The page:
Saturday, February 14, 2009

Bulguksa and Seokguram

I finally got outside Busan this weekend for a daytrip to Gyeonju. Gyeonju is a southeastern Korean city famous for its temples and historical ruins. A very rough sketch of Korean history might help.
Creation-57 CE: there are many competing tribes/groups
57-668: 3 kingdoms--Goguryeo, Silla, and Baekje-- rule different parts of the Korean peninsula
668-935: Silla conquers the other two, unifies korea
935-1392: Goryeo overthrow Silla
1392-1897: Joseon overthrow Goryeo
1897-1948: Korea under Japanese control until WWII
1948- present: US and USSR split Korea in two, Korean war, stalemate.

Anyway, the place I went, Gyeonju, was the capital of the Shilla group. That made it Korea's governmental and cultural center from 668-935CE. Near the city center, there are ruins of the old palace, royal tombs, an astrological observatory, and touristy shops. Pretty cool, but really more for history buffs.

What I came for, though, is Bulguksa, and that required another 25 minute bus ride outside the city. Bulguksa is Korea's biggest, most famous, and most badass Buddhist temple. It is also Korea's official Historic and Scenic Site No. 1 (Korea ranks historical places and artifacts). The fact that the best Buddhist temple and the Silla capital are so close is no coincidence. Silla money was used to build the temple in 528CE and it has remained an active temple ever since. The Silla dynasty was in many ways the apex of Buddhist influence in Korea. Especially during the Joseon dynasty (1392-1897), Buddhism was replaced by neo-confucianism as the state sponsored religion. Buddhist monks became second class citizens and were sometimes persecuted. Buddism never disappeared, but it also never regained the influence and popularity of its Shilla/Geoyeo days.

So what did I see at this temple? What are buddhist temples like? I won't bore you with an essay, I'll just post some pictures and make a few comments.

Temple on the outskirts of Busan

Like Bulgoksa, temples are usually hidden away in the mountains or along the coastline (cp. European cathedrals). They can be huge, but more often it is just an couple unassuming prayer halls along a hiking trail. The exact location of the temple depends on a geomancy-- magical geological forces.

At Beomosa, Busan's largest temple

Even today, the temple's natural surroundings are important and very well kept. Notice the huge bamboo shoots in the picture above. I've only seen that at a temple.

One thing at every temple is this huge bell. These are usually outside the temple proper. This one was at Seokguram, which I will get to in a minute. This bell, which is not unusually large, is about 8 feet tall. It is struck only on important holidays, like the lunar new year and the Buddha's birthday.

Now let's visit Bulguksa:

Pay 4 dollars at the temple entrace. Remember to use side doors, side staircases, and side entrences. The middle is just for monks.

At Beomosa

Actually sometime the middle staircases are not even open to monks. Only spiritual beings, Buddhas and Bodotsivas, up these stairs.

The first gate you see is called the iljumun (일주문), which literally means one pillar door. This is because, from the side, the massive roof appears magically supported by a single small pillar. It symbolically represents the paradox of... something.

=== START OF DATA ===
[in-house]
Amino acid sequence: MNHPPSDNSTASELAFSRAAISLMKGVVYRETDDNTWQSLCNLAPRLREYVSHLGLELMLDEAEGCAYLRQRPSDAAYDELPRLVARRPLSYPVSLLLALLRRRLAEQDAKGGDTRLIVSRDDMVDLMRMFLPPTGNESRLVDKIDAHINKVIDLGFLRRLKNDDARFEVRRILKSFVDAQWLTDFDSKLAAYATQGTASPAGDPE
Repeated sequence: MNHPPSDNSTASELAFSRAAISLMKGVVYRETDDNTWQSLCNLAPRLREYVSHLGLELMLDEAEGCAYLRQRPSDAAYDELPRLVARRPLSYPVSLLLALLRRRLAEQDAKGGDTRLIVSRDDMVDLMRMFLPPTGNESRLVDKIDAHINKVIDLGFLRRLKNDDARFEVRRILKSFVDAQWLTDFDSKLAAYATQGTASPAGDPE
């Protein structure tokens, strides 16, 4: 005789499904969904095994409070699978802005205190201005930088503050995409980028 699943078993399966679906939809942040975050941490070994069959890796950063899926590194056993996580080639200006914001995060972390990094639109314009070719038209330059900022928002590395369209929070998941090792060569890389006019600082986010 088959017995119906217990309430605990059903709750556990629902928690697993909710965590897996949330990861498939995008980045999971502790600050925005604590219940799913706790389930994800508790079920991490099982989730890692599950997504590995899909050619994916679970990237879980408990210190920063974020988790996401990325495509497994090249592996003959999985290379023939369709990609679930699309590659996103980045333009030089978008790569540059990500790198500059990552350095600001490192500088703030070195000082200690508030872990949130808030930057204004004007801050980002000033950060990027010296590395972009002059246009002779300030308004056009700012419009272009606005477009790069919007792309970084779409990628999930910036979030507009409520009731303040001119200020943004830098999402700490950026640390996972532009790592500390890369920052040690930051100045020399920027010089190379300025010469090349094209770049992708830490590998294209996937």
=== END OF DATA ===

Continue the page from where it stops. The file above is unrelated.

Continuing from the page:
rock out.
Then you go through another gate that has four huge wooden statues. Bow to them before proceeding. These guys are supposed to scare away evil spirits trying to enter the temple. Like Buddhism itself, these gods were originally from India (Hindu). You can still see evidence of their journey: Indian faces, Chinese crowns, and a Korean sword.

Then you pass through a pleasant garden with a winding path that follows a stream. Practice your walking meditation.
Korean pines hide the main temple building until you are standing right in front of it.

Before going further, drink some fresh spring water.

Walk around the main staircase to a side entrance. Here's the main courtyard with two large stone pagodas. One is covered in scaffolding-- damn. The other is quite a sight though. Together, these are the most invaluable treasures at the Bulguksa. Pagodas like this are used to house relics of of the historic buddha and other important bones.

In the courtyard, notice the drum, gong, and fish-shaped wooden knocker. The sounds of these instruments voice compassion for land, air, and sea creatures respectively.
Another thing you will notice, at big temples and tiny ones, are little stacks of rocks, pebbles, and coins. There are also areas covered with little toys. When you offer a toy or stack a rock, you can make a wish for good luck. I have heard temples are packed with anxious mothers on the day of the all-important university entrance exams (a day so important commercial airlines reschedule to reduce distracting noise).

So that your tour of Bulguksa. Unfortunately, pictures are not allowed of the prayer halls, where the great statues can be seen.

About 4 km away is another treasure of Buddhism, Seokguram. Seokguram is a cave carved out of solid granite which houses what some call the finest statue of the Buddha in the world. This site was lost for hundreds of years before being discovered by the Japanese about 100 years ago. Unfortunately, a pane of glass separates visitors from the main chamber and pictures are not allowed.

I took one anyway.

Here is a better picture.

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